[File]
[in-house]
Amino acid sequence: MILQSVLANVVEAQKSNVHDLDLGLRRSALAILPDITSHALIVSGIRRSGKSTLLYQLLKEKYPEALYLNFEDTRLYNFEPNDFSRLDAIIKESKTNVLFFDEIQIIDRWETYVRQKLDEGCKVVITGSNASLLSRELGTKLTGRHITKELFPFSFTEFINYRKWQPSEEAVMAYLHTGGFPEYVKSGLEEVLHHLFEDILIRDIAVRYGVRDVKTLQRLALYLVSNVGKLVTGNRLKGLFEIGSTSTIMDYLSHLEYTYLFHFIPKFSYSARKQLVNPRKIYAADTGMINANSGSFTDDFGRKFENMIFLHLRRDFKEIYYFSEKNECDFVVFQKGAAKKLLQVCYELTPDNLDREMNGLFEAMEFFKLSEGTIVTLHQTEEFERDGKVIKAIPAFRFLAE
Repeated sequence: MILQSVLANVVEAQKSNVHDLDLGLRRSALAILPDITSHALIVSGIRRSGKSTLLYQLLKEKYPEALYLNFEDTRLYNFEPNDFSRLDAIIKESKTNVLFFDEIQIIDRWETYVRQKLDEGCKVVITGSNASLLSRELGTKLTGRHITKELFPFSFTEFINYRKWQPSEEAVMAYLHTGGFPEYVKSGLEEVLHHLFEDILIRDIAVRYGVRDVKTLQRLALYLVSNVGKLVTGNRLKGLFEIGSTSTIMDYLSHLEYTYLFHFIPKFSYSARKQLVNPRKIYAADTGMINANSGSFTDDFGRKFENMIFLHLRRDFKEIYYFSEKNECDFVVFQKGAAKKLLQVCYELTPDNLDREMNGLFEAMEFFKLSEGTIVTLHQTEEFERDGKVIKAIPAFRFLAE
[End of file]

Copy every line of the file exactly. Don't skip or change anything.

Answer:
[in-house]
Amino acid sequence: MILQSVLANVVEAQKSNVHDLDLGLRRSALAILPDITSHALIVSGIRRSGKSTLLYQLLKEKYPEALYLNFEDTRLYNFEPNDFSRLDAIIKESKTNVLFFDEIQIIDRWETYVRQKLDEGCKVVITGSNASLLSRELGTKLTGRHITKELFPFSFTEFINYRKWQPSEEAVMAYLHTGGFPEYVKSGLEEVLHHLFEDILIRDIAVRYGVRDVKTLQRLALYLVSNVGKLVTGNRLKGLFEIGSTSTIMDYLSHLEYTYLFHFIPKFSYSARKQLVNPRKIYAADTGMINANSGSFTDDFGRKFENMIFLHLRRDFKEIYYFSEKNECDFVVFQKGAAKKLLQVCYELTPDNLDREMNGLFEAMEFFKLSEGTIVTLHQTEEFERDGKVIKAIPAFRFLAE
Repeated sequence: MILQSVLANVVEAQKSNVHDLDLGLRRSALAILPDITSHALIVSGIRRSGKSTLLYQLLKEKYPEALYLNFEDTRLYNFEPNDFSRLDAIIKESKTNVLFFDEIQIIDRWETYVRQKLDEGCKVVITGSNASLLSRELGTKLTGRHITKELFPFSFTEFINYRKWQPSEEAVMAYLHTGGFPEYVKSGLEEVLHHLFEDILIRDIAVRYGVRDVKTLQRLALYLVSNVGKLVTGNRLKGLFEIGSTSTIMDYLSHLEYTYLFHFIPKFSYSARKQLVNPRKIYAADTGMINANSGSFTDDFGRKFENMIFLHLRRDFKEIYYFSEKNECDFVVFQKGAAKKLLQVCYELTPDNLDREMNGLFEAMEFFKLSEGTIVTLHQTEEFERDGKVIKAIPAFRFLAE